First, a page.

British R&B artist "Long John" Baldry died last night (July 21) in Vancouver after battling a chest infection for four months. He was 64.

British R&B artist "Long John" Baldry died last night (July 21) in Vancouver after battling a chest infection for four months. He was 64.

Having begun his career playing folk and jazz in the late 1950s, Baldry was one of the founding fathers of British rock'n'roll in the '60s. Eric Clapton has stated many times that he was inspired to pick up the guitar after seeing Baldry perform.

While appearing at the Cavern in Liverpool in the early '60s, Baldry became friends with Paul McCartney. For their internationally televised special "Around the Beatles" in 1964, the Beatles invited Baldry to perform, along with P.J. Proby and Cilla Black.

Later in the decade, Baldry performed with the influential British R&B bands Blues Incorporated and Cyril Davies' R & B All Stars. He later fronted the Hoochie Coochie Men, which included Rod Stewart, who later joined Baldry in Steam Packet.

"'Long John' Baldry launched me on my musical journey," Stewart tells Billboard.com. "He always had encouraging words when I was just getting out there as a performer at 16. He might not have been a legend in the proverbial sense, but he was a cult hero with his own following and has definitely been my mentor."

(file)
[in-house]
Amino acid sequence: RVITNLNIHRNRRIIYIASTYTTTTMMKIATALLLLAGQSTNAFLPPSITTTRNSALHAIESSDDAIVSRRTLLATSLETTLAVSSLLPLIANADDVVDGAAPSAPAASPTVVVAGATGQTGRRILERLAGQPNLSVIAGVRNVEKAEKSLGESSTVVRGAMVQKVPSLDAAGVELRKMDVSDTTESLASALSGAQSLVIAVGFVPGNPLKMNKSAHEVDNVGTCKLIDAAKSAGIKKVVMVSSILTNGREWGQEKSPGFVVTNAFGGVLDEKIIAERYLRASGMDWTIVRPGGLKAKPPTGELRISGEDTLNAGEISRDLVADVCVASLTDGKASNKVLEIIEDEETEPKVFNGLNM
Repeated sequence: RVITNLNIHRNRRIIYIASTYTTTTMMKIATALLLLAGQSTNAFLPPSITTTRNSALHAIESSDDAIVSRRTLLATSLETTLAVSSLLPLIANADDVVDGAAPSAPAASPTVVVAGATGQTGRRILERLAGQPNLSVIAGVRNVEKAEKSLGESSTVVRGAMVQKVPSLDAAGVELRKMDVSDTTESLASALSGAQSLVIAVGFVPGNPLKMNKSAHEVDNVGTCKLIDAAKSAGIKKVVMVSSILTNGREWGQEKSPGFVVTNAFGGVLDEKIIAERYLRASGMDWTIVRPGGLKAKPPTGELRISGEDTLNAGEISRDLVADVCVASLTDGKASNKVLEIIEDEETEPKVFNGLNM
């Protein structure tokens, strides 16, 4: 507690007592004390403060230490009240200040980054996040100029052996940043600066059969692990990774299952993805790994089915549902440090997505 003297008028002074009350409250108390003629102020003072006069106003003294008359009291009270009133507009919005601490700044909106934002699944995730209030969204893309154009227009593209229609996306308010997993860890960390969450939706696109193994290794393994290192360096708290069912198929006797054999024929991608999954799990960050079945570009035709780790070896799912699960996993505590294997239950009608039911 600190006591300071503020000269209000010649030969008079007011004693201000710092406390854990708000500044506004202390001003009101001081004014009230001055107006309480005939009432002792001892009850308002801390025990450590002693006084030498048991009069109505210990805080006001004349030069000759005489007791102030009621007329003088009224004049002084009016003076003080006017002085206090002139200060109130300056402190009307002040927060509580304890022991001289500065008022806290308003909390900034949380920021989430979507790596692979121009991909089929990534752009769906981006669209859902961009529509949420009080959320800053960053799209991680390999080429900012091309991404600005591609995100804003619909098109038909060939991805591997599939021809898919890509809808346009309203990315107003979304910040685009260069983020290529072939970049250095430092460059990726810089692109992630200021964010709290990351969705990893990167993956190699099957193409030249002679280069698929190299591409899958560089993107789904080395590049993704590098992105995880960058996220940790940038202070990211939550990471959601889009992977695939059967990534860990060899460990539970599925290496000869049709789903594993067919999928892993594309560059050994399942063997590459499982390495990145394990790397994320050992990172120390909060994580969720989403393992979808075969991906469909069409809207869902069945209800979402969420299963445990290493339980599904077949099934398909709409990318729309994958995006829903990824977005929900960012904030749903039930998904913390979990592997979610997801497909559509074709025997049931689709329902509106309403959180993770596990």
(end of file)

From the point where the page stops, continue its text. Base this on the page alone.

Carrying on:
After a brief period with Bluesology (with Elton John on keyboards), Baldry went solo and scored a No. 1 U.K. hit with the ballad "Let the Heartaches Begin" in 1967. With production assistance from Stewart and John, Baldry recorded the 1971 album "It Ain't Easy" for Warner Bros., which featured his signature song, "Don't Try To Lay No Boogie Woogie on the King of Rock'n'Roll."

After immigrating to Canada in the mid '80s, Baldry recorded for EMI Music Canada, and since 1991 recorded five albums for Stony Plain Records. Stony Plain is slated to re-release "It Ain't Easy" and its follow-up, "Everything Stops for Tea," this fall.

Since the early '90s, Baldry also was known in Canada for his extensive voice work in commercials. As well, he provided the voice of Robotnik on the "Sonic the Hedgehog" computer game and narrated "Winnie the Pooh" recordings for Walt Disney Records.